Intermezzo is a brand-name, prescription drug that comes in a sublingual tablet. Intermezzo, also known as zolpidem in the generic, tablet form, is prescribed for the short-term treatment of insomnia. It can be taken either before bedtime or during sleeping hours, as long as someone has at least four hours of bedtime left. Classified as a sedative-hypnotic, Intermezzo behaves like a benzodiazepine such as Xanax in many ways. Intermezzo shouldn’t be used for more than a few weeks because there is a potential for dependence and addiction. If someone becomes dependent upon Intermezzo, they will experience withdrawal symptoms when they stop using it.
When someone is dependent upon Intermezzo and stops, their withdrawal symptoms can range from mild to severe. The most common Intermezzo withdrawal symptoms are often rebound symptoms. Rebound symptoms are, ironically, the symptoms the drug was originally used to treat. During withdrawal, a person will often have a recurrence of these symptoms, and they may be worse than they were before. Common Intermezzo withdrawal symptoms include:
- Aches and pains
- Panic attacks
- Mood swings
- Memory problems
Seizures are also possible in severe cases of withdrawal. Any drug that affects GABA receptors can cause seizures if someone is dependent upon the drug and suddenly stops using it. Other drugs that have similar withdrawal side effects include alcohol and benzodiazepines like Xanax.
The Intermezzo withdrawal timeline can vary based on different factors. For example, how often someone uses Intermezzo and how long they have been using it are relevant. Additionally, the amount of dosage, a person’s metabolism, age and gender all affect the withdrawal timeline. If someone abuses multiple drugs, Intermezzo withdrawal symptoms can last longer. People with co-occurring mental health disorders may also experience a longer period of withdrawal. If someone is only mildly dependent upon Intermezzo, their withdrawal symptoms may only last for a few days. On the other hand, people who have used Intermezzo heavily and chronically may experience withdrawal symptoms for months.
Generally, withdrawal starts a day or two after someone uses the last dose of the drug. The initial withdrawal symptoms may feel like a hangover from alcohol use. Symptoms of early Intermezzo withdrawal include confusion, headaches, a lack of alertness and a feeling of mental cloudiness. Around two days after the last dose is taken, rebound symptoms can start to appear. These symptoms can include insomnia and psychological symptoms. Intermezzo withdrawal symptoms will usually peak anywhere from the third to the seventh day after the last dose. Within two to four weeks, symptoms start to subside for most people. However, for people with severe dependence, some of the psychological symptoms, such as depression, anxiety or insomnia, may persist for months. Ongoing or protracted Intermezzo withdrawal symptoms may seem like a psychiatric disorder, but over time they do dissipate.
With Intermezzo withdrawal, the best way to manage symptoms is to follow a tapering-down schedule. This refers to gradually stopping the use of Intermezzo over time rather than stopping suddenly or “cold turkey.” A tapering-down schedule can minimize some of the most severe symptoms of Intermezzo withdrawal but should only be done under the supervision of a physician. During a medically supervised detox, an individual receives medical help as they go through withdrawal in order to carefully manage their symptoms. Trying to go through Intermezzo withdrawal at home can be dangerous and isn’t recommended, particularly for people who have a severe dependence.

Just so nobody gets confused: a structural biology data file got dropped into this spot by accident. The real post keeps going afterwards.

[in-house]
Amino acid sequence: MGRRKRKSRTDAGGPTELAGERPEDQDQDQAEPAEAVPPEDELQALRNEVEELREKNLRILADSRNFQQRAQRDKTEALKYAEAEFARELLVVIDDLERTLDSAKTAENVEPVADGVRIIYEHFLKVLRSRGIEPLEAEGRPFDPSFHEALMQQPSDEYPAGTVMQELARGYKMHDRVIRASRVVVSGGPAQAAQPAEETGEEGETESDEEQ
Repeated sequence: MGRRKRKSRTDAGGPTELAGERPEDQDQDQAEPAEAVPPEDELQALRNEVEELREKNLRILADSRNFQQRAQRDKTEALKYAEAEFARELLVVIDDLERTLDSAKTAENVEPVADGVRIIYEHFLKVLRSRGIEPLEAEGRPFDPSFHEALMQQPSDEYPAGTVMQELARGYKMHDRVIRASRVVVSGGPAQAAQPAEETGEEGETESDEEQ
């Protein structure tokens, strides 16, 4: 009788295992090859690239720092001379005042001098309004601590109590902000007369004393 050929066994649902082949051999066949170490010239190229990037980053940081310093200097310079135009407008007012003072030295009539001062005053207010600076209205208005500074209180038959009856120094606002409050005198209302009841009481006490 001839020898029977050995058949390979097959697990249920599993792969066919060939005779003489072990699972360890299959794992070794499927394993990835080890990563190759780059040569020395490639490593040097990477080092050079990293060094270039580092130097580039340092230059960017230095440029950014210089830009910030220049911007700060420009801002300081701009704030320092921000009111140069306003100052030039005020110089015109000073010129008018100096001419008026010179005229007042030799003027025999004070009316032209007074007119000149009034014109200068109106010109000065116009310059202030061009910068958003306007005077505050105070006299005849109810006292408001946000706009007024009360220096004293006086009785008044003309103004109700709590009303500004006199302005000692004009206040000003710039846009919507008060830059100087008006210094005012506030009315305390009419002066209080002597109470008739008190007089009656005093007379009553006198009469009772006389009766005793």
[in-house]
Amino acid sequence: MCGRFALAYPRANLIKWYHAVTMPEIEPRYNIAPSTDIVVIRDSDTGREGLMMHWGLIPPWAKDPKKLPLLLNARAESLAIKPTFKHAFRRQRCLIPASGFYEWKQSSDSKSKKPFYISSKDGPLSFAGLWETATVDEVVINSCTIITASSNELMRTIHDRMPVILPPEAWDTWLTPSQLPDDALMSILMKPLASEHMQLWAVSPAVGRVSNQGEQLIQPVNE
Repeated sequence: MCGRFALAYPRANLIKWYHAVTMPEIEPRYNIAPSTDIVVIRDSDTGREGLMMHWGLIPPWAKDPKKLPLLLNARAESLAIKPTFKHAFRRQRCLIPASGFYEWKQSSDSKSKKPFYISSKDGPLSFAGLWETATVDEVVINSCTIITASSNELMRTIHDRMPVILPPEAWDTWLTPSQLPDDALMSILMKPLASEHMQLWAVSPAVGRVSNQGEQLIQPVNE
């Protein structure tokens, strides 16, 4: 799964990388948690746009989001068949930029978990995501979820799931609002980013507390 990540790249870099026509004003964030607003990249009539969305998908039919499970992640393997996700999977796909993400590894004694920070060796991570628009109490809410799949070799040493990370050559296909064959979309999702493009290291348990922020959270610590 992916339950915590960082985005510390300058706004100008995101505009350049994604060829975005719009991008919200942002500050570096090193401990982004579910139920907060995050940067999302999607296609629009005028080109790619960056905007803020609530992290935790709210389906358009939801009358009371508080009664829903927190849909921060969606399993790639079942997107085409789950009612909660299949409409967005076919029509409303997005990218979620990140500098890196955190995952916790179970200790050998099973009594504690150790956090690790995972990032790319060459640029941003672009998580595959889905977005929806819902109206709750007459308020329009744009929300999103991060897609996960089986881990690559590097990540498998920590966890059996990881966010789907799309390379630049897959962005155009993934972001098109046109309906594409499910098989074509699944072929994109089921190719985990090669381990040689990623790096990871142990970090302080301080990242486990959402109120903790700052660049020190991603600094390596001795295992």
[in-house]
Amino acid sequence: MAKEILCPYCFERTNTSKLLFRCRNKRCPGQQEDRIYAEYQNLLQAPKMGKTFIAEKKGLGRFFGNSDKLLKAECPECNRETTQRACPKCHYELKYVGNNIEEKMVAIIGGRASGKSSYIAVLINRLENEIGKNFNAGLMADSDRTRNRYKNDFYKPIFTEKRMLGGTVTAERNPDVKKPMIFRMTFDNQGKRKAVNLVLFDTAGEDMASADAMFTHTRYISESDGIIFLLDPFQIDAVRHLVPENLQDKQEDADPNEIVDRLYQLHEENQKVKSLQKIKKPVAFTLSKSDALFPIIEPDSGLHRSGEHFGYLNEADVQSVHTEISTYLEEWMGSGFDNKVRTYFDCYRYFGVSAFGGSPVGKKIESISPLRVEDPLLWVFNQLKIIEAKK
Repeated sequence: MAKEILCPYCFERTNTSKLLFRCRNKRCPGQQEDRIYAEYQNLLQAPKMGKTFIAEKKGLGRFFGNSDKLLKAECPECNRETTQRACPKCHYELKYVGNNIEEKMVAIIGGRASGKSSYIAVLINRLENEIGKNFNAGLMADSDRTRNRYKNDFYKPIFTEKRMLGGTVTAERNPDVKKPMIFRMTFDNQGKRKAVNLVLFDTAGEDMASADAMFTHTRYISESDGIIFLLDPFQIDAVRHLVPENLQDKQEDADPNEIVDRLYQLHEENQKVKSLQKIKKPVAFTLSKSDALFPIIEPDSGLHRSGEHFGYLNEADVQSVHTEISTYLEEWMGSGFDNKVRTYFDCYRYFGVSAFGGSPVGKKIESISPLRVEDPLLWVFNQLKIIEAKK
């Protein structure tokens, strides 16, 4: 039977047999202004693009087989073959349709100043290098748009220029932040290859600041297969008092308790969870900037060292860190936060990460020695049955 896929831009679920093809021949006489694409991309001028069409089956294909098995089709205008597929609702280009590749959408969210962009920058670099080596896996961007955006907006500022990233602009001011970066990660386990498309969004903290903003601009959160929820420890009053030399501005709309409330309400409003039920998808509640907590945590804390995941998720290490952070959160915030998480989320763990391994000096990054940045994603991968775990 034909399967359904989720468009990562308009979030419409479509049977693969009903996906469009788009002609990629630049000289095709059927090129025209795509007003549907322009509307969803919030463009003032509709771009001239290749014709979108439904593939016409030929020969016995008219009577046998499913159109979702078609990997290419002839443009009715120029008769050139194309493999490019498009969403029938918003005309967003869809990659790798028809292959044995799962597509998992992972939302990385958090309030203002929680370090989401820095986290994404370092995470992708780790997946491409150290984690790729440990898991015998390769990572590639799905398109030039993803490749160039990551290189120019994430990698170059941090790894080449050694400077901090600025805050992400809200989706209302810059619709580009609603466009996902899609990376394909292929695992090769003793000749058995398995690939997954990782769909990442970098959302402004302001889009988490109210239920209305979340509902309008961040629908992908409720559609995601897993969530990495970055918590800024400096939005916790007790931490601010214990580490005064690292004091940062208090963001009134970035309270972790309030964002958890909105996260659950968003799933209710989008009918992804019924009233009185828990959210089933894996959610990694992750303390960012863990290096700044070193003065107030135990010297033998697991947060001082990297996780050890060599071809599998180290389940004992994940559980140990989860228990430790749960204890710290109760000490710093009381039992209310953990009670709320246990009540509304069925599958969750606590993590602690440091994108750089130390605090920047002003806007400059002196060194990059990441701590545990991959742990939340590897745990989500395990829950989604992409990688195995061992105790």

Some drugs, such as opioids, have specific medications that are FDA-approved to help people detox. Unfortunately, there are no specific Intermezzo medications designed to replace Intermezzo during detox. With that being said, medical professionals can prescribe certain medications to ensure patients maintain stable vitals and are as safe and comfortable as they can be during detox. Since many of the Intermezzo withdrawal symptoms are psychological, a person may also be prescribed medications to treat these symptoms. For example, someone may be prescribed a long-term anxiety medication during Intermezzo detox. The purpose of this method is to reduce the risk of severe symptoms while helping someone prepare for successful treatment following an Intermezzo detox.
When someone is looking for an Intermezzo detox center, they should look for a facility with a professional medical team. It can also be helpful to choose an Intermezzo detox center that also has addiction treatment programs. The ideal scenario is when someone completes detox and then seamlessly moves into addiction treatment. They are already stabilized in detox and likely are taking any needed psychiatric medications. This makes the chances of a successful addiction treatment program more likely.
Contact The Recovery Village to learn about detox and addiction treatment. We’re here today to talk to you.
The Recovery Village aims to improve the quality of life for people struggling with substance use or mental health disorder with fact-based content about the nature of behavioral health conditions, treatment options and their related outcomes. We publish material that is researched, cited, edited and reviewed by licensed medical professionals. The information we provide is not intended to be a substitute for professional medical advice, diagnosis or treatment. It should not be used in place of the advice of your physician or other qualified healthcare providers.